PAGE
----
Chorros de Juayua
The Chorros de Juayua are a set of waterfalls outside of the town of Juayua. The hike down is not difficult, but the path is not easy to traverse. It is definitely worth it, though. The secenery around the waterfalls is beautiful and the hike down is also very scenic. **Ask the local police in Juayua if they would be willing to provide an escort as local thieves occassionally hide out along the trail. If you do encounter a thief, however, simply give him some money and be on your way. They are usually local teens that do not intend to harm anyone, but are looking for an easy buck.

Cerro Verde and Lake Coatepeque
These two sites are beautiful. Cerro Verde National Park is a lush verdant park on a summit soaring above the lake with the famous view of Izalco’s Volcano and its still smoking cone. The lodge, where you may stay overnight, with volcano or lake view rooms, is run by the national tourist commission, reservations required. We obtain your permits to enter the park. The lake is very scenic with boat trips with local fishermen to the small island “Teopan” in the middle that is a holiday and weekend retreat for wealthy Salvadorians. Most of the island is a nature preserve and hiking on the trails is allowed, thousands of Monarch Butterflies in mating season and a bird sanctuary. Coatepeque is a volcanic crater lake and there is a nice hotel and some small restaurants along the lake edge.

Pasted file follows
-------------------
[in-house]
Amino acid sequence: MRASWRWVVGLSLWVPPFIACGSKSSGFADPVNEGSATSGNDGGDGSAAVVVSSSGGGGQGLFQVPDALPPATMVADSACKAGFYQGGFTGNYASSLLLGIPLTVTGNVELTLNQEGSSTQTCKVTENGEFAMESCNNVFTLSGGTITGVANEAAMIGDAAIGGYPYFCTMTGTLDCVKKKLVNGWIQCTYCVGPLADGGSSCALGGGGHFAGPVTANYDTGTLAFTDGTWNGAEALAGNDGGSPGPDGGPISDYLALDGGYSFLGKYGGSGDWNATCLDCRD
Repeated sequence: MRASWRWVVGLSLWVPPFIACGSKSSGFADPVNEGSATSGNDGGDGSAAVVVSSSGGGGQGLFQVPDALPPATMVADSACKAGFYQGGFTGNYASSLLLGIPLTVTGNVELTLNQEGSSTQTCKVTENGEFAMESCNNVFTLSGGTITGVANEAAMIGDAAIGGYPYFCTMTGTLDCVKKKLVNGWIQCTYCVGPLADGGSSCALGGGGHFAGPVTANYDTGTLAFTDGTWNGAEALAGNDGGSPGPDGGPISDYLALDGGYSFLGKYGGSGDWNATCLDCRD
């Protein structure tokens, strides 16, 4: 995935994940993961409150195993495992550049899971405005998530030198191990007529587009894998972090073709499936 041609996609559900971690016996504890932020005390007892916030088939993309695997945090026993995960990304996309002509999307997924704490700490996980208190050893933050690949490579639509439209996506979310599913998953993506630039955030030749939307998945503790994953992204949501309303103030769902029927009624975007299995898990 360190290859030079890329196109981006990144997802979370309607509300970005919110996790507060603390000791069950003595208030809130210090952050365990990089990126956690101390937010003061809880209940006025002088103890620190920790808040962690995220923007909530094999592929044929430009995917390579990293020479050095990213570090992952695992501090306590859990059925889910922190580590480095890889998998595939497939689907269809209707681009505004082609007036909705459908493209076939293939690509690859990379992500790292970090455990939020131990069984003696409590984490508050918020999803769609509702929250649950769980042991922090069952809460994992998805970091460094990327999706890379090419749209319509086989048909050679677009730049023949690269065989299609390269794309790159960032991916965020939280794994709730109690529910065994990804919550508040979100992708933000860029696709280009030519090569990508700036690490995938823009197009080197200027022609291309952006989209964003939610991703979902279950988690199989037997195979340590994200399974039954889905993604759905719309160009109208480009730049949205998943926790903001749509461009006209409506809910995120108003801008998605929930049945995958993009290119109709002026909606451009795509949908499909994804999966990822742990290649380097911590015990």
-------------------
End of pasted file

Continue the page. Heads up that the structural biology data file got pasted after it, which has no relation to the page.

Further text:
Montecristo Cloud Forest This is one of the most beautiful hikes in all of Central America from the summit, which is reached by 4WD, coaster or minibus (standard vehicle not recommended) by winding dirt road 23Km. above the town of Metapan, located 35 Km. north of Santa Ana, near the Guatemalan frontier, a 1.5 hour drive from San Salvador. One of the few remaining cloud forests in Central America, Montecristo winds to the top where Guatemala, Honduras, and El Salvador are all visible from the Atlantic to the Pacific. Orchid Gardens near to the Camping grounds…our organization provides camping and equipment on all our organized tours for those able, others may opt for country hotels. We obtain your permits and arrange all in advnce for you..The park is administered by an NGO from the EU.